Friday, December 24, 2010


I have spent the past few weeks imbedded in Christmas past, spending time with so many levels of family, family that has changed with the passage of time, marriage and death, separations and reunions, and really, not much changes at all and is still changing.

Clearly, I am having a difficult time expressing my thoughts.

Here's the thing: Taditions are gravity. They remind me who I am, who I have been.

I married into a family with different traditions. In the beginning I said they have no traditions. Then, I think I downgraded the description to crappy traditions. Now, I just like mine better, and have spent the past seven years trying to teach these people how to have Christmas. Not because I think they need to learn, but becasue I want to have Christmas my way. Slowly but slowly my enthusiasm is wearing them down. My husband asked me if he ever gets a voice in decorating the tree. I told him when he stops trying to put bats and devil horns on it. This is some serious shit. I have little patience for athiests, agnostics and pagans this time of year. I am willing to share the holiday, but not to accomodate religious differences. So. To quote Anne Lamott, I'm not exactly Christian, I'm Christian-ish. I love the baby Jesus. Bad Santa is not a Christmas movie.

We just walked up and down Peacock Lane and watched White Christmas, my holiday favorite. (And Elf. I love Elf.) My husband used to leave for a couple of hours -- but this year he watched it with me. I love the whole commercial mess -- well, not the whole mess, but I love giving trinkets to my friends and family, love shopping the shiny aisles, thinking of someone else for a change.

At work, it is the busiest time of year, as long absent relatives show up and ask, "Why is the lady across the hall wearing the sweater I got grandma last year?" And I try to explain, in the nicest possible way, that Alzheimer's disease improves a person's ability to share; that personal property has little meaning. Finally. That I, personally, look forward to forgetting what is mine. They don't always embrace my philosophy.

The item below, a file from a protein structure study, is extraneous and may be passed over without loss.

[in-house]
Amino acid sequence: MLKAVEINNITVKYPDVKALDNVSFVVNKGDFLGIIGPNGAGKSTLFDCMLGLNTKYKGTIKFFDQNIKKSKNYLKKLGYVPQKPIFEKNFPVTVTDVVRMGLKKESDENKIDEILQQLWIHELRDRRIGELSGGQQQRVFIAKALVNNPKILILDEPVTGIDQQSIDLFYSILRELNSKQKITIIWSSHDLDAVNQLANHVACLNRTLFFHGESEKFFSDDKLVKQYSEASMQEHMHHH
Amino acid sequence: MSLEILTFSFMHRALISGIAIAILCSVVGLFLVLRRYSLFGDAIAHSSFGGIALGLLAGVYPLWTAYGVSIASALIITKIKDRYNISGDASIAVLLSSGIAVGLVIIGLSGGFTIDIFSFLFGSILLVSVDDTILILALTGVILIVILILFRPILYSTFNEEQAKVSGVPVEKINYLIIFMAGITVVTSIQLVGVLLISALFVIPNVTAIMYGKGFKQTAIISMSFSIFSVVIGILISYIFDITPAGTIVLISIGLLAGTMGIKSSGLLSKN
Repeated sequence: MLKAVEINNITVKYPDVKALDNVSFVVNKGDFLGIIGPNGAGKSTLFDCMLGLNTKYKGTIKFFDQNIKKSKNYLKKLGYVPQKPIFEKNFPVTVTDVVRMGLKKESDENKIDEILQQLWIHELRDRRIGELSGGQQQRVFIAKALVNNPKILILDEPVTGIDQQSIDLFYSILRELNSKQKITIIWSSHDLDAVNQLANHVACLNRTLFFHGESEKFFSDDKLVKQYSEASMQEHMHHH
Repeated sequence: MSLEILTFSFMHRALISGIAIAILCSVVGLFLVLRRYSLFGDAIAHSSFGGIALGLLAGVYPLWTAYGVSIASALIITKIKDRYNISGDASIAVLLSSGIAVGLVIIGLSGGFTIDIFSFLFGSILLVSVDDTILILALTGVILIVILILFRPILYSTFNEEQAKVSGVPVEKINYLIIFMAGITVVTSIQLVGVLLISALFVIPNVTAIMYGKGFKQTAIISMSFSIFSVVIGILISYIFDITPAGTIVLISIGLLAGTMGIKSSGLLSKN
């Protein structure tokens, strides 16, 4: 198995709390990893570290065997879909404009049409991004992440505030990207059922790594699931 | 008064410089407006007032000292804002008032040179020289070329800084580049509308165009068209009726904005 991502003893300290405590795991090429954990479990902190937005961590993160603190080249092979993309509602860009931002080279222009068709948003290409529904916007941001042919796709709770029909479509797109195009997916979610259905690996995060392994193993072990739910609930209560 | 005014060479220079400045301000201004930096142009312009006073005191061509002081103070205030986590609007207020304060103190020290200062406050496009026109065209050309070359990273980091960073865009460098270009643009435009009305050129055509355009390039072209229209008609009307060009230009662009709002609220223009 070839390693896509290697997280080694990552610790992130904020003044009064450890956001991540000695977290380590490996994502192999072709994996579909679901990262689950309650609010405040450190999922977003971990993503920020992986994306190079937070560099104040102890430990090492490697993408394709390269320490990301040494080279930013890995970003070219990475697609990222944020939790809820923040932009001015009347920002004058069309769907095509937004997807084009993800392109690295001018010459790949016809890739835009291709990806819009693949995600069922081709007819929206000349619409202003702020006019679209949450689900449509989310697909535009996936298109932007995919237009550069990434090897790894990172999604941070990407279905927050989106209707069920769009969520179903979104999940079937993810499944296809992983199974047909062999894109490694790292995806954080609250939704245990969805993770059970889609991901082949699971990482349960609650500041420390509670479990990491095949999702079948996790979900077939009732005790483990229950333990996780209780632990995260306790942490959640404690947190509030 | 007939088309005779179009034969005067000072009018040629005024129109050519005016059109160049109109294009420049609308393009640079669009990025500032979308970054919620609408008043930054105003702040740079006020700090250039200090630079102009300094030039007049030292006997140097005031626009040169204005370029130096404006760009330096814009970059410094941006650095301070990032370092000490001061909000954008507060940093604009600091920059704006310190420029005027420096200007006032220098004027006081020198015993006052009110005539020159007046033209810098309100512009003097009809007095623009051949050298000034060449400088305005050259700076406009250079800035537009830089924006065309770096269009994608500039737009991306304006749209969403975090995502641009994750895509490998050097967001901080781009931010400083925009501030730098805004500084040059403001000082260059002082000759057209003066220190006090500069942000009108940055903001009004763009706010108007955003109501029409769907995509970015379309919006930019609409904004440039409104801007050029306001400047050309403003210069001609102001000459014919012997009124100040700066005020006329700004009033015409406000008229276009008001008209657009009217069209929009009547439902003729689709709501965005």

We always have a Christmas Cookie Party. Family members bring in a plate of cookies and the recipe and we sing Christmas carols. It is a sweet time. It has become a pretty big deal. I am not nearly good enough at singing to be in charge of entertainment. Next year I'm hiring a singer.

This year, a new man and his wife moved up from LA , and as always, their children are torn over the decision to move them. The upheaval has been difficult, but the wife, (we'll call her Marigold, he can be Harold) has Alzheimer's, so she pretty much goes with the flow. So, they come to the Cookie Party and I'm leading the singing, and Harold says, "Do you think we could sing "White Christmas?" I said, "Well, none of us is Bing Crosby, but sure, let's give it a try." So he starts singing, and Harold IS Bing Crosby. He has this deep, resonant voice, obviously well-trained pipes, and Marigold leans into him adoringly, the absent glaze of dementia or pure love, and I'm thinking pure love. And just as he gets going, his daughter comes around the corner and sees all of this, and I think it made leaving them a little easier for her.

Then, we all tell stories of our favorite holiday memories, which doesn't sound fair, I know, to ask in an Alzheimer's unit, but there you are. And they do have those long ago memories. Anyway, the chef comes over and shares his favorite memory of going over the river and through the woods to "Old uncle so-and-so's house." And how he was very rich uncle so-and-so and getting old and wanted all the family together and they drove across California and all that to BelAir or something and when they get there, Old uncle so-and-so is Bing Crosby. And he sang White Christmas.

I wish I could tell you all of the amazing things families do for their folks this time of year. I think there is a common misconception that nobody comes, nobody visits. This is not true. Wednesday night, one of my patients who is on hospice, who is 95, her seven children came in and sang carols for her. Seven grown children, older than me, who have, like so many families, scattered to the four winds, gathered together for a party in her room.

And for Ella, who no longer understands leaving and coming back, her huge family will visit her where she is, two by two, and she has a new Christmas every couple of hours, and she can handle that. ...and apple Stollen for Inga, and chopsticks for Miso; and rolled flat cookies from Norway for Betty who can't stop eating them and won't save any for her great-grandchildren; and for Laverne, Fred will come and eat lunch with her every day and every day and every day and she will never know why they arent' at home.

This year I bought two boxes of ziplock bags for people to take cookies home so we wouldn't be stuck with all of the chocolate in the world. The pharmacy rep, a delivery guy and the mailman all took bags home with them.

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